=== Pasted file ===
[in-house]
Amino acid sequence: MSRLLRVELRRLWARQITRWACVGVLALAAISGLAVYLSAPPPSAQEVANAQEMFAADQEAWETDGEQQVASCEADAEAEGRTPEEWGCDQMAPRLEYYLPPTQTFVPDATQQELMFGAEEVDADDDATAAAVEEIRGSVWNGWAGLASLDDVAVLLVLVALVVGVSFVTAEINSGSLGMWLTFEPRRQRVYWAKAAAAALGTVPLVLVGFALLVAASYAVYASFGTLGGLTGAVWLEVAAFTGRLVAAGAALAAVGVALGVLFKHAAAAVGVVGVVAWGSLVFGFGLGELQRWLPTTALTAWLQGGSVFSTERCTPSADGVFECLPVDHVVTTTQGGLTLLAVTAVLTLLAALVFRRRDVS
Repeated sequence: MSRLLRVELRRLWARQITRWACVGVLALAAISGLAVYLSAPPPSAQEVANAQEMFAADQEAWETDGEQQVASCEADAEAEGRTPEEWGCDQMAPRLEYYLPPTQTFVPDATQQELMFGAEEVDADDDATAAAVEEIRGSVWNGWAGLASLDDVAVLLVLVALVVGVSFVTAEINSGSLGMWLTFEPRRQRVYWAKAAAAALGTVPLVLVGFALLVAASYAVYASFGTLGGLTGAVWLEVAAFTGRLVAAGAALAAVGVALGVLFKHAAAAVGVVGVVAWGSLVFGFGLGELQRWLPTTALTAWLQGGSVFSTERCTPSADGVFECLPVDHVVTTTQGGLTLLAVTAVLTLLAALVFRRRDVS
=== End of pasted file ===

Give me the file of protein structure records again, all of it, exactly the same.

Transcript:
[in-house]
Amino acid sequence: MSRLLRVELRRLWARQITRWACVGVLALAAISGLAVYLSAPPPSAQEVANAQEMFAADQEAWETDGEQQVASCEADAEAEGRTPEEWGCDQMAPRLEYYLPPTQTFVPDATQQELMFGAEEVDADDDATAAAVEEIRGSVWNGWAGLASLDDVAVLLVLVALVVGVSFVTAEINSGSLGMWLTFEPRRQRVYWAKAAAAALGTVPLVLVGFALLVAASYAVYASFGTLGGLTGAVWLEVAAFTGRLVAAGAALAAVGVALGVLFKHAAAAVGVVGVVAWGSLVFGFGLGELQRWLPTTALTAWLQGGSVFSTERCTPSADGVFECLPVDHVVTTTQGGLTLLAVTAVLTLLAALVFRRRDVS
Repeated sequence: MSRLLRVELRRLWARQITRWACVGVLALAAISGLAVYLSAPPPSAQEVANAQEMFAADQEAWETDGEQQVASCEADAEAEGRTPEEWGCDQMAPRLEYYLPPTQTFVPDATQQELMFGAEEVDADDDATAAAVEEIRGSVWNGWAGLASLDDVAVLLVLVALVVGVSFVTAEINSGSLGMWLTFEPRRQRVYWAKAAAAALGTVPLVLVGFALLVAASYAVYASFGTLGGLTGAVWLEVAAFTGRLVAAGAALAAVGVALGVLFKHAAAAVGVVGVVAWGSLVFGFGLGELQRWLPTTALTAWLQGGSVFSTERCTPSADGVFECLPVDHVVTTTQGGLTLLAVTAVLTLLAALVFRRRDVS